Waaaaaaait a minute. I was about to contemplate "rationalizing" these numbers, like (a+bp)/(c+dp), but if p^negative real is not well-defined, you really shouldn't have p's in any denominators.

Waaaaaaaaaaaait another minute. My p^0 argument actually doesn't work. Guess we'll have to settle for p^a=p for a>0, and otherwise is undefined. And a*p=p for any real a. And division by p is not well-defined. This reminds me a little bit of uncountable ordinals. ... Just a little.

I wonder more about a+p. a+p=a*0/0+p=0*a*p+p=p+p=p. Yup, gobbles up numbers in this manner too.

So really... it's like you have numbers without p, and then p, since p just gobbles everything up.

I don't think (maybe?) you can prove 1=2 though, or something of the like. You can't divide by p, so a*p/p isn't going anywhere. Likewise, a+p-p isn't going anywhere, since a is not equal to a+p-p since p-p=p.

Yeah, that's what I'll settle for. For these Peeleean numbers a+bp, it reduces down to good ol' real numbers, then p. You could probably define some equivalence relation, and get two equivalence classes, real numbers, then p. I guess I could write a summary.

(this is assuming the usual + and * properties)
1) a+b*p=p for any real numbers a and b.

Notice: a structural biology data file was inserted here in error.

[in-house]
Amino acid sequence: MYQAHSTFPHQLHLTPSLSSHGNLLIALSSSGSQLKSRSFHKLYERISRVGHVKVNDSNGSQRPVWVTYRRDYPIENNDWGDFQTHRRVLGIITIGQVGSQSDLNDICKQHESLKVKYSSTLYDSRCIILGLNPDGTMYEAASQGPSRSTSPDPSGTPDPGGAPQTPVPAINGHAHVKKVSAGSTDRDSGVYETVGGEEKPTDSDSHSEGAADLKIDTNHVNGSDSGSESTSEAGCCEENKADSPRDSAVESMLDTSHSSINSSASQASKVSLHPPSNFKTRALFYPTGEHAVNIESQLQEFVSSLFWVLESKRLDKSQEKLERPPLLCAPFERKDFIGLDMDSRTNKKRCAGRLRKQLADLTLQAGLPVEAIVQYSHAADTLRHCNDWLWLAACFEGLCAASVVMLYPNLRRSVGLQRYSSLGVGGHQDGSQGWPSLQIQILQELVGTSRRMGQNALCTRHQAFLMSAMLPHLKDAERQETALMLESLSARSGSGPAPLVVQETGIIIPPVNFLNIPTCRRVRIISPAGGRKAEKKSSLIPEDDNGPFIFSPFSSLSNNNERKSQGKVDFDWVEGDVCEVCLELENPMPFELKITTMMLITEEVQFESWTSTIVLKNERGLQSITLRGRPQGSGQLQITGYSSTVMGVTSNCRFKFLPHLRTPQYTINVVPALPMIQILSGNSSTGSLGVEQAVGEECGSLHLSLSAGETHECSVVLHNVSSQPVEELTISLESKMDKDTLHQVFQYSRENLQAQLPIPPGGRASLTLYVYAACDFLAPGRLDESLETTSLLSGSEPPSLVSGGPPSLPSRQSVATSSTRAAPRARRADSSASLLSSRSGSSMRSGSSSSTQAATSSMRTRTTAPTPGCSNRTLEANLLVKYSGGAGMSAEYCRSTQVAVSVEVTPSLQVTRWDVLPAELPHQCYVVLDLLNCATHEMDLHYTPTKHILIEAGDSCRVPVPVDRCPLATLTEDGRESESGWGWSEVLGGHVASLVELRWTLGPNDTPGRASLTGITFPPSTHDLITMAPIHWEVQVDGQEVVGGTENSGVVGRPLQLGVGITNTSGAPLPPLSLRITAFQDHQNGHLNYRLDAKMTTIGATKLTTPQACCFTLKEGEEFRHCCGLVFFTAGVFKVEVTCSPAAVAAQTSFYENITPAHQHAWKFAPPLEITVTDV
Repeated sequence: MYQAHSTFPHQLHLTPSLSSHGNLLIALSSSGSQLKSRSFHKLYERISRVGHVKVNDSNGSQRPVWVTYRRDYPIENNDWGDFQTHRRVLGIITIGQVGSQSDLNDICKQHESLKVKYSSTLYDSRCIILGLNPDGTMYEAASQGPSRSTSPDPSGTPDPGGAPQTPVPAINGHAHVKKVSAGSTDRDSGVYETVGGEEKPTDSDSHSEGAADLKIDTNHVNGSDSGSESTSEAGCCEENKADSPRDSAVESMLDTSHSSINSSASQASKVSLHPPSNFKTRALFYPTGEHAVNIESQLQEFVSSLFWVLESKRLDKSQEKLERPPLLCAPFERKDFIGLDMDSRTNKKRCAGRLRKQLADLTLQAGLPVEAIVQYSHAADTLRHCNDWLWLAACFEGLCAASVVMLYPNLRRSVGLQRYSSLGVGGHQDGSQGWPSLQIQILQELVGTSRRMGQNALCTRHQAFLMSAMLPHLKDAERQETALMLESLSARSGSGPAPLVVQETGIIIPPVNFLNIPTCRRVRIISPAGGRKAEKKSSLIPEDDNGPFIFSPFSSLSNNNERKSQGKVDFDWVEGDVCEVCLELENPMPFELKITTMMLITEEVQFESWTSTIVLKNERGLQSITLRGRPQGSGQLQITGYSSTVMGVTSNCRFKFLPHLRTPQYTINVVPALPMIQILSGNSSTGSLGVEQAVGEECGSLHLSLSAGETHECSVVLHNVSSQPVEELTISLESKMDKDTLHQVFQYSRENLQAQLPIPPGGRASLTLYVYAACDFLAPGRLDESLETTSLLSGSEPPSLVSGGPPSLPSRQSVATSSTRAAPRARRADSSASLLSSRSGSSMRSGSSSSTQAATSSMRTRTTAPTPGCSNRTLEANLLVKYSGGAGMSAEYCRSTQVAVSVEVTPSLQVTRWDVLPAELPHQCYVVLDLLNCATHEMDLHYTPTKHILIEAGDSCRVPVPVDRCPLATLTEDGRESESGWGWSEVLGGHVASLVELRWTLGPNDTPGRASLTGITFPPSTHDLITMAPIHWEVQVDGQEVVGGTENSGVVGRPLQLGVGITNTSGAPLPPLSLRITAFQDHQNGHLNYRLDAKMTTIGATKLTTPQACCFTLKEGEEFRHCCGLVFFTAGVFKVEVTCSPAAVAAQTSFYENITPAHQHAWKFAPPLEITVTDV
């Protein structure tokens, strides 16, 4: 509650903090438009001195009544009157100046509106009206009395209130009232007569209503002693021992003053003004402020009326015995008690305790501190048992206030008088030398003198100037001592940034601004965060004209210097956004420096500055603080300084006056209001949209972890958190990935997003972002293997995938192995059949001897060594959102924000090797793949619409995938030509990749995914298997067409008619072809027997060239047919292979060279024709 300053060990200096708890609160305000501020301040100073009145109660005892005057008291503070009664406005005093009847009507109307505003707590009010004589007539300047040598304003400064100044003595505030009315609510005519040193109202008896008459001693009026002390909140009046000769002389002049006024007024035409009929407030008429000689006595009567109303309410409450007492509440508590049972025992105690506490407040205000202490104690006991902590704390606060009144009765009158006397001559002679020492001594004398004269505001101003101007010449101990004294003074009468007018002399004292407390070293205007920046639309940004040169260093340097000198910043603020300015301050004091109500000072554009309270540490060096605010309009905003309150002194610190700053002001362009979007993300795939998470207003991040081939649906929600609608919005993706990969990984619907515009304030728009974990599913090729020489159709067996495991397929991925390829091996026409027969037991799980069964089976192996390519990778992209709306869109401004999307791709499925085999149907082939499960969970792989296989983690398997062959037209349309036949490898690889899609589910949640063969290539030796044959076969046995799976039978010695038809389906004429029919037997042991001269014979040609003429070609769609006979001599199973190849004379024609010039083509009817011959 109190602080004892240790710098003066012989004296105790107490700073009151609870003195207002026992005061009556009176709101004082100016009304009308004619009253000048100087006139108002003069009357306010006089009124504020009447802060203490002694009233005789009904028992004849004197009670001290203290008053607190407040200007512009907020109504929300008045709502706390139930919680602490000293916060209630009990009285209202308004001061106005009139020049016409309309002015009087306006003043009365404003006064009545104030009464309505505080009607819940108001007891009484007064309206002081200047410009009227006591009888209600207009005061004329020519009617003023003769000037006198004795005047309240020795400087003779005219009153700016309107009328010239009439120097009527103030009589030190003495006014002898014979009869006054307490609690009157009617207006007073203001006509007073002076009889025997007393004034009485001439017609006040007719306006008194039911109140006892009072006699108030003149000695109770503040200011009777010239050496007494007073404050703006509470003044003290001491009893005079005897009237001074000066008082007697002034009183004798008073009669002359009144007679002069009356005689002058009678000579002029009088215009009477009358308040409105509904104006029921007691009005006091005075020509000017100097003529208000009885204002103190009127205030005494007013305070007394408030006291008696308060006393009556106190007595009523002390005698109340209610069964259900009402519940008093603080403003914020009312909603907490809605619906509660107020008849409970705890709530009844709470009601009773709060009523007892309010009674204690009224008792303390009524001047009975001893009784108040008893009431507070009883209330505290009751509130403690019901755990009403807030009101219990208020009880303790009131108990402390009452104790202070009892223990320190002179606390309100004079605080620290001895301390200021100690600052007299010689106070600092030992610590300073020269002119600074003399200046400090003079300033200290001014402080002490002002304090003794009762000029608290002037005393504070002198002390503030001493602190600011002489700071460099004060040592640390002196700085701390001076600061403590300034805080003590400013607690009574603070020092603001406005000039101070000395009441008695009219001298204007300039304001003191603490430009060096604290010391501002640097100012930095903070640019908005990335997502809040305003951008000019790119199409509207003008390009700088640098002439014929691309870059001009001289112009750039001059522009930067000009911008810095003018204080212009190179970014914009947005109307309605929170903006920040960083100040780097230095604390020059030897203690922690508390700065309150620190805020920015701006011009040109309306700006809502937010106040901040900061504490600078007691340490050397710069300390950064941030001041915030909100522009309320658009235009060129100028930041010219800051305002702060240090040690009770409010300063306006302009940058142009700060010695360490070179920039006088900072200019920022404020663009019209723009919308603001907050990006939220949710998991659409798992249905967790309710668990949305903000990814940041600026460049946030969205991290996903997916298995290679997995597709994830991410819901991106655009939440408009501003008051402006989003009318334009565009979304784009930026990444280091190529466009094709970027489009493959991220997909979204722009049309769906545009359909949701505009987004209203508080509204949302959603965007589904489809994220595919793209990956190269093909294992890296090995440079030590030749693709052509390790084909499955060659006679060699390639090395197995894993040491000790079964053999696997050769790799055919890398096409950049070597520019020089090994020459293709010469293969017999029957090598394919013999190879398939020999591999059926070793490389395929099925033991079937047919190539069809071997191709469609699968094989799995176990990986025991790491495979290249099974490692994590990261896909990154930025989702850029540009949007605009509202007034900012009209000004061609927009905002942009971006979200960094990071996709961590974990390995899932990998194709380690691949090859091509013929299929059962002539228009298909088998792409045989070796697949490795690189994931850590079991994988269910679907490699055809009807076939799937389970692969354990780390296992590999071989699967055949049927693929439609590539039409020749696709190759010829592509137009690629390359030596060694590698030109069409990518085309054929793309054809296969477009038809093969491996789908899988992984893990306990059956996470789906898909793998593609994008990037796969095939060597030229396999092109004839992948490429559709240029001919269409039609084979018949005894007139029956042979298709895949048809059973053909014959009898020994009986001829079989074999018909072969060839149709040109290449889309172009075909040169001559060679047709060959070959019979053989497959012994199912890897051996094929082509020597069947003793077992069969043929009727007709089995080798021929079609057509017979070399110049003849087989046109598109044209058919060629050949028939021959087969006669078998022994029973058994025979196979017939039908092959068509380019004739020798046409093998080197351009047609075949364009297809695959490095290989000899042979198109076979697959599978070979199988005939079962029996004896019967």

2) p^a=p for any positive real a.
3) p^a is not well-defined otherwise.
4) Likewise, division by p is not well-defined.
5) I'd be curious to see an argument for 1=2.

Originally Posted by DavidSh
This could be fun. I think there was already a proof that the only ring for which 1/0 is defined is the ring with only a single element, but let's see how far we can get.

Do you add Peeleean (SUPER-complex) numbers in the natural way, as if they were 2-dimensional vectors?

How do you multiply Peeleean numbers?
Yup, interesting.

5. ## Re: Zero divided by zero

Ya know, this is pretty interesting. Brb off to get my Fields Medal.

6. ## Re: Zero divided by zero

P and equivalent constructions create a bunch of problems and solve little, which is the opposite of elegant simplicity.

I'm going to appeal to (ugh) the Efficient Market Hypothesis and suggest that given 1/0 is such a basic and well-known quantity, if there were any simple and elegant fixes that led to anything even remotely interesting, they would have been applied by now.

Obviously we can define anything to be anything in math if we really want to because nothing about axiomatic logic prevents us from doing so, but that doesn't mean we should.

7. ## Re: Zero divided by zero

Originally Posted by Lethologica
P and equivalent constructions create a bunch of problems and solve little, which is the opposite of elegant simplicity.

I'm going to appeal to (ugh) the Efficient Market Hypothesis and suggest that given 1/0 is such a basic and well-known quantity, if there were any simple and elegant fixes that led to anything even remotely interesting, they would have been applied by now.

Obviously we can define anything to be anything in math if we really want to because nothing about axiomatic logic prevents us from doing so, but that doesn't mean we should.
So no Fields Medal, but instead a Nobel Prize in Mathematics, then? Yes, I know. That's the joke.